Implications of Rising Income Inequality for the Korean Economy
Han, Minsoo | April 2017
The recent literature has found that rising income inequality in many countries is harmful for their sustainable growth (Dabla-Norris and others (2015), Easterly (2007), Ostry, Berg, and Tsangarides (2014). In Han, Kim, and Lee (2016), we narrow down the scope and quantitatively study the effect of rising income inequality in China, Japan, Korea, and the U.S. on the Korean economy. To do that, we first relate the empirical proxies corresponding to income inequality to data on consumption, investment, and employment. The proxies are income shares held by the highest 10 percent, the highest 5 percent, the highest 1 percent, the highest 0.1 percent, and the inverted Pareto-Lorenz coefficient from the World Wealth and Income Database (WID). Our regression results show that there might be opposing forces at work in the effect of rising income inequality on consumption, investment, and employment. An increase in either income held by top 10 percent or 0.1 percent tends to have negative effects on consumption, investment, and employment. On the contrary, the income share held by top 1 percent tends to have positive effects. As a result, our predicted effect of an increase in top income shares, arising from rising inequality, on consumption, investment, and employment depends on the combination of the predicted path of top income shares weighted by the estimated coefficients. In addition, the inverted Pareto-Lorenz coefficient, which represents a country's degree of income inequality, does not have any significant effect.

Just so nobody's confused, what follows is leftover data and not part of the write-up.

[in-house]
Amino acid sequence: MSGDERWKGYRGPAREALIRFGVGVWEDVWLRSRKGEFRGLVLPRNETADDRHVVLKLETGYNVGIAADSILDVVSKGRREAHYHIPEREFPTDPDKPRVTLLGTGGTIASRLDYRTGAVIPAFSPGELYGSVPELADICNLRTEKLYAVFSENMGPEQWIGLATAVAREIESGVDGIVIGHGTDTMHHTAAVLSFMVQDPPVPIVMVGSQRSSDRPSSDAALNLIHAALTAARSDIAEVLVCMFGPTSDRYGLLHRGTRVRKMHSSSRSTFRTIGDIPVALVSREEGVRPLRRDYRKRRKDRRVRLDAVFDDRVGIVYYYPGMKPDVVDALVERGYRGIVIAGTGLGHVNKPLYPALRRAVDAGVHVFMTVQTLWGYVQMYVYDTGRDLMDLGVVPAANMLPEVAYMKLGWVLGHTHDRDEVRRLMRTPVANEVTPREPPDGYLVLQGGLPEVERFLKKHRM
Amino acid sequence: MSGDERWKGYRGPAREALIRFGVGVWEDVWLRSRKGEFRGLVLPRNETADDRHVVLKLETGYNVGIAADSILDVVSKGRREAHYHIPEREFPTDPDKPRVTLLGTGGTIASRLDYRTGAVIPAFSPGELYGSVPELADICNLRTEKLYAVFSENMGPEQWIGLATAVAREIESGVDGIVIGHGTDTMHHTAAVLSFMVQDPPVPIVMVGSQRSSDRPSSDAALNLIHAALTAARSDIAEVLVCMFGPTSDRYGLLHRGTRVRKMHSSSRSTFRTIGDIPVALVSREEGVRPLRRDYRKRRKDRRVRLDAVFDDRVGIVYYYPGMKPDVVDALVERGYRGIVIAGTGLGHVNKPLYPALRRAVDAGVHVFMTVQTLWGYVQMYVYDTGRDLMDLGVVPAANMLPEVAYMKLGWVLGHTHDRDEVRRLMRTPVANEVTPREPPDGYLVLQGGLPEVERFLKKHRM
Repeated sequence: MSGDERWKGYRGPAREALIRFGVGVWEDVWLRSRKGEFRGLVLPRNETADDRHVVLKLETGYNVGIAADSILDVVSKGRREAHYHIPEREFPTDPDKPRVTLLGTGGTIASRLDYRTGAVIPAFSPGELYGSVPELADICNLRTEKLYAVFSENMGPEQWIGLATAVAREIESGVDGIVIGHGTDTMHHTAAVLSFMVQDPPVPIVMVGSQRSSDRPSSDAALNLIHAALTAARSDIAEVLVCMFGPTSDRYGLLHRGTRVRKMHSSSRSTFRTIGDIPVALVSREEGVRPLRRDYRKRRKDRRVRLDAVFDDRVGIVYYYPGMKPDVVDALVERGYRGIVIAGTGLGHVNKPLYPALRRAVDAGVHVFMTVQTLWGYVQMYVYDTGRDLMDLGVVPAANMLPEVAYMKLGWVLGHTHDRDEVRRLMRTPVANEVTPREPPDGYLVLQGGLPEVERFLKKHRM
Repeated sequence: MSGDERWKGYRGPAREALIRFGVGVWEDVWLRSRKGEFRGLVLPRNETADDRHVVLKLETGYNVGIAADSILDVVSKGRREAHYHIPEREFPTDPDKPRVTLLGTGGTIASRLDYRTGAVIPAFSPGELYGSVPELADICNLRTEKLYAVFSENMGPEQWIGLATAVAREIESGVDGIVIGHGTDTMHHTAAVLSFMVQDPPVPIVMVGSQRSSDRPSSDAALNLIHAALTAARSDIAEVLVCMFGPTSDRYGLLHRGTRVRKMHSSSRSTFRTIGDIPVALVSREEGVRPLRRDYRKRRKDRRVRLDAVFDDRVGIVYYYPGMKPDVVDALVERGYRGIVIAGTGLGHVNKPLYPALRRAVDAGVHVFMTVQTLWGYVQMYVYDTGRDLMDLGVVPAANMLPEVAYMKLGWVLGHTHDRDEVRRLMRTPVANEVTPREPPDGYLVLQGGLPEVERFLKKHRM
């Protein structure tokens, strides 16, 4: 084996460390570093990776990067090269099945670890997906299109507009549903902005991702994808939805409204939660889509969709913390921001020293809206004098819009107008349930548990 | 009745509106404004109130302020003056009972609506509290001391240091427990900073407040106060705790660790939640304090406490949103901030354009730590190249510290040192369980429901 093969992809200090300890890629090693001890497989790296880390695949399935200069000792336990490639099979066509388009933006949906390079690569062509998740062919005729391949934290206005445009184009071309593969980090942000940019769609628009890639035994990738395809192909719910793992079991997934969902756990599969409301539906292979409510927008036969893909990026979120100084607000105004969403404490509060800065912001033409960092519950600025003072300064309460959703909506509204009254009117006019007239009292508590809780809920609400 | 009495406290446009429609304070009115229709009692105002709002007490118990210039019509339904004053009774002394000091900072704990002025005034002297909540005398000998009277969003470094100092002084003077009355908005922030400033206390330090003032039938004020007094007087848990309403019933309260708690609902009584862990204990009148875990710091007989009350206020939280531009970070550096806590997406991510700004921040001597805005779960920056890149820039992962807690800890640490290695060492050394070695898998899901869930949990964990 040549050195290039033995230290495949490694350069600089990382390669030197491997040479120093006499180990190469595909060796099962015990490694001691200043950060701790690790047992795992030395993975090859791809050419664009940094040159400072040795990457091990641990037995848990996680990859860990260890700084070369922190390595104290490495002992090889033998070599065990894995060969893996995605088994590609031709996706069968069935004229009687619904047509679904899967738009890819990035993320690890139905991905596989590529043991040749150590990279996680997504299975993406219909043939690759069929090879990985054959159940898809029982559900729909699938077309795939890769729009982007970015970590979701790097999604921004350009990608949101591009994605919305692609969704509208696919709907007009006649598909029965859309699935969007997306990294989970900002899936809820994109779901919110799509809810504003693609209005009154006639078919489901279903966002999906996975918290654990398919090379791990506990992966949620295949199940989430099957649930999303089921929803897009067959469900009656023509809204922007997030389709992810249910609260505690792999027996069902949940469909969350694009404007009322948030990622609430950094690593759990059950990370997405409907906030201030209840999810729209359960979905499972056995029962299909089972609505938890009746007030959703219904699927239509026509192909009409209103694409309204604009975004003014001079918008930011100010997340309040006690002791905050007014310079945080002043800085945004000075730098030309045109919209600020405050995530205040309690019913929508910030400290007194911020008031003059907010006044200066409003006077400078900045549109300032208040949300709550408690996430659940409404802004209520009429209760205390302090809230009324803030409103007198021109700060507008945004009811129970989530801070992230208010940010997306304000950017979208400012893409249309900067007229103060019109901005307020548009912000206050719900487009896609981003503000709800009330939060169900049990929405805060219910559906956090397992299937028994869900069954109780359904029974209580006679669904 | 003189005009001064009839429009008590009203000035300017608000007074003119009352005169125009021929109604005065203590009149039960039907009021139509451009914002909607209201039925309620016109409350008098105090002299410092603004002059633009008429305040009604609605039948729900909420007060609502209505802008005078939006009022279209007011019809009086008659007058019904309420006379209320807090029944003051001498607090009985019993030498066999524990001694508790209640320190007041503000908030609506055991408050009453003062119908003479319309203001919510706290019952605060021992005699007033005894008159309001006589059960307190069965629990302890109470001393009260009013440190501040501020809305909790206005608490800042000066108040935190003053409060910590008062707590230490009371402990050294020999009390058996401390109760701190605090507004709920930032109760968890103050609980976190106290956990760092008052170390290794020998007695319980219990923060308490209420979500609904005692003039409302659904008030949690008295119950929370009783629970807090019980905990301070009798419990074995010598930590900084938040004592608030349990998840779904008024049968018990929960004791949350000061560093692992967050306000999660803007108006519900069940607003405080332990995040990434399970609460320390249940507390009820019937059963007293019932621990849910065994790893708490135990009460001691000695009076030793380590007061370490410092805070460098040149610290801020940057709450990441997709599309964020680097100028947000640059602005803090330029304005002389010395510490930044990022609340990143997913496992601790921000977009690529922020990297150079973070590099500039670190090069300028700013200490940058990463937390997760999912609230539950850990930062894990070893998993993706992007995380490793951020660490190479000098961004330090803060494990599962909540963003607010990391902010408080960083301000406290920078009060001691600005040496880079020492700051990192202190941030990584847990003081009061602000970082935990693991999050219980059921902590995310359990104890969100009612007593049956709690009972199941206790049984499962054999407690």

CitationHan, Minsoo. 2017. Implications of Rising Income Inequality for the Korean Economy. © Korea Institute for International Economic Policy. http://hdl.handle.net/11540/10564.
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